Can We Control Our Thought Patterns?

Can We Control Our Thought Patterns?

I decided to do a minor repair on my kitchen tap this week, so I headed into the hardware shop. On my way out I passed a couple talking and the only thing I heard was the guy say, ‘I can’t control my thought patterns…’ I hadn’t yet decided what I would write about in this post so after I cringed a little and forced myself to shut up and keep walking, I silently thanked him for providing this week’s topic of conversation.

Perhaps you are of the same belief – that you have no control over your thoughts?

Afterall, we have said before that our environment and external factors influence what we think and believe. Everyday we encounter a tsunami of information through media and social channels, advertising, conversations, and experiences. And all of these can subtly shape our thoughts, beliefs, and subsequent behaviours.

It’s not only external factors that continue to manipulate our thinking, but our subconscious mind as well. Think of the subconscious as a place of influence on our decision-making and emotional responses. A storeroom where past experiences and traumas are filed and deep-seated beliefs are kept. When these are left unchallenged they are strengthened over periods of time without conscious awareness.

Here ‘inherent subjectivity’ acts as a filter based on our previous emotions, experiences, and perspectives with which we now want to interpret and process new information. You could say that this subjectivity reinforces existing biases and ingrained beliefs making it difficult or impossible to control or change what we are thinking.

And then there are the involuntary thoughts. Random seemingly unrelated ones that can be intrusive causing discomfort, pain, or sadness. Or involuntary wandering thoughts that can make us feel like our mind has a life of its own and is independent of our conscious control.

So, what does this all mean? Are we doomed? Do we have any say in it at all?

What if we could use the concept of inherent subjectivity to our advantage? And if we chose to believe that we all have an innate ability to positively influence our thoughts subsequently changing our patterns which is within our control. What if we could learn to recognise the moment that we surrender to old pathways and stop to consider alternative possibilities?

For weeks now every time I turned on the kitchen tap, water would spray out the side wetting my shirt. The first time it happened I rolled my eyes. The next few times I was mildly irritated muttering under my breath and (ridiculously) becoming increasingly annoyed that it had happened again. As time went by I simply worked around it. I stopped turning the tap on as hard so while the pressure was lighter, the spray was reduced. This obviously meant the soap in the sink didn’t bubble up as much which also didn’t work for me. So, now I had two issues to deal with.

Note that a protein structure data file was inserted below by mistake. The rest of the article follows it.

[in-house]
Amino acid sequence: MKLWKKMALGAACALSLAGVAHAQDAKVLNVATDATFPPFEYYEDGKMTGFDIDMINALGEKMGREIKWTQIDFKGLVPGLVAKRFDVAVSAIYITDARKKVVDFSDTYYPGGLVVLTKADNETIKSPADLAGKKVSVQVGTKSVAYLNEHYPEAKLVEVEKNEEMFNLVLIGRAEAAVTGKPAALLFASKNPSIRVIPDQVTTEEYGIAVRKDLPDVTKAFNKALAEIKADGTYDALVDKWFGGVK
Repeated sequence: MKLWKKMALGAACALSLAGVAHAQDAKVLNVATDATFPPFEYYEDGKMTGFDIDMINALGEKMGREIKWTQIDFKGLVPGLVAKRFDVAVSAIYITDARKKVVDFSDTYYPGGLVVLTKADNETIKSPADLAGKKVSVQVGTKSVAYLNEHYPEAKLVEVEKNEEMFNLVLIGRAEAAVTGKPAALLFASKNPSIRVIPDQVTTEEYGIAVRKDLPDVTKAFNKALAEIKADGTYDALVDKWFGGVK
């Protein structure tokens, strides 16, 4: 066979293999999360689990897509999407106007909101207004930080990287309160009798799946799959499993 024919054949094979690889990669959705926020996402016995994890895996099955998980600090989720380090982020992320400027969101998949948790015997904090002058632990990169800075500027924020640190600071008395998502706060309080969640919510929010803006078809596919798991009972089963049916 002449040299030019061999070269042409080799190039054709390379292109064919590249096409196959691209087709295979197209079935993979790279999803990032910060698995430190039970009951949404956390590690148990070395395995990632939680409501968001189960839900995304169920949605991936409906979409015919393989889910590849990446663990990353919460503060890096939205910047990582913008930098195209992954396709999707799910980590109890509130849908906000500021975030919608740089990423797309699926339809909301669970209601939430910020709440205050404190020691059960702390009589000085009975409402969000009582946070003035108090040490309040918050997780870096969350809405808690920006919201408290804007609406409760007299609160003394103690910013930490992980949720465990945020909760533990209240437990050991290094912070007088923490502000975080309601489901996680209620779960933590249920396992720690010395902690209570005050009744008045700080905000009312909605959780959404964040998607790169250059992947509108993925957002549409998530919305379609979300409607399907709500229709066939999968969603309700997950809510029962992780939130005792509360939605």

Finally, this week I was over it and I decided to do something about it. Perhaps you remember from last week’s post that we change when we are either forced to or when we recognise that something is not working for us.

What I discovered was as simple as unscrewing the aerator on the end of the tap and replacing it with a new one – all for about $10 and in under 2 minutes. I considered my situation as I attached the new piece.

Had I been unconsciously adverse to change all this time? Why had I not looked at the situation objectively and recognised it didn’t have to be this way? I considered the outcome of my inactivity and the possibility that I had done exactly what I spoke about last week. I had chosen the path of staying with what I knew and putting up with the spraying tap when it could have been fixed in two minutes (plus 20 mins travel time)!

What’s more, by remaining in the status quo, I had then been presented with a secondary issue – the spraying tap hadn’t stopped and now the soap didn’t bubble up either.

By developing a practice of self-reflection, and being open to and looking for other options and different perspectives, we can steer our thoughts towards patterns that empower us. We can consciously cultivate a growth mindset that supports our overall wellbeing, personal growth, and development.

With an increased level of self-awareness and a little patience, we can tap into exciting and powerful tools that every single one of us has to shape and change our thought patterns.

Or, we can continue to believe that the tap is just stuffed and accept the fact that we will get wet every time we turn it on. Seems to me this presents another choice – victim or victor.

Much Love
Dalya xx 💙

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